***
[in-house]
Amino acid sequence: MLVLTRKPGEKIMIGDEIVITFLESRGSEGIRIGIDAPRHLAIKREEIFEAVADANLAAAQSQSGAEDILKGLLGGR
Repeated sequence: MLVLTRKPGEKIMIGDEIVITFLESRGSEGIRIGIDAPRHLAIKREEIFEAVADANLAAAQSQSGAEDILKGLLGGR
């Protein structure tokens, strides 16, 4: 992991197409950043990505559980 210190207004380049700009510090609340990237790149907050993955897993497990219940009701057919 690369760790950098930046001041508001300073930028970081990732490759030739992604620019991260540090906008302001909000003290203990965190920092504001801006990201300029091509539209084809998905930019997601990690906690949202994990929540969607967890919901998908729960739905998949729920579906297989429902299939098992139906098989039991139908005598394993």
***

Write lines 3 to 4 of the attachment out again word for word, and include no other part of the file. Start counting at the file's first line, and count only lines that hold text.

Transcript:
Repeated sequence: MLVLTRKPGEKIMIGDEIVITFLESRGSEGIRIGIDAPRHLAIKREEIFEAVADANLAAAQSQSGAEDILKGLLGGR
């Protein structure tokens, strides 16, 4: 992991197409950043990505559980 210190207004380049700009510090609340990237790149907050993955897993497990219940009701057919 690369760790950098930046001041508001300073930028970081990732490759030739992604620019991260540090906008302001909000003290203990965190920092504001801006990201300029091509539209084809998905930019997601990690906690949202994990929540969607967890919901998908729960739905998949729920579906297989429902299939098992139906098989039991139908005598394993």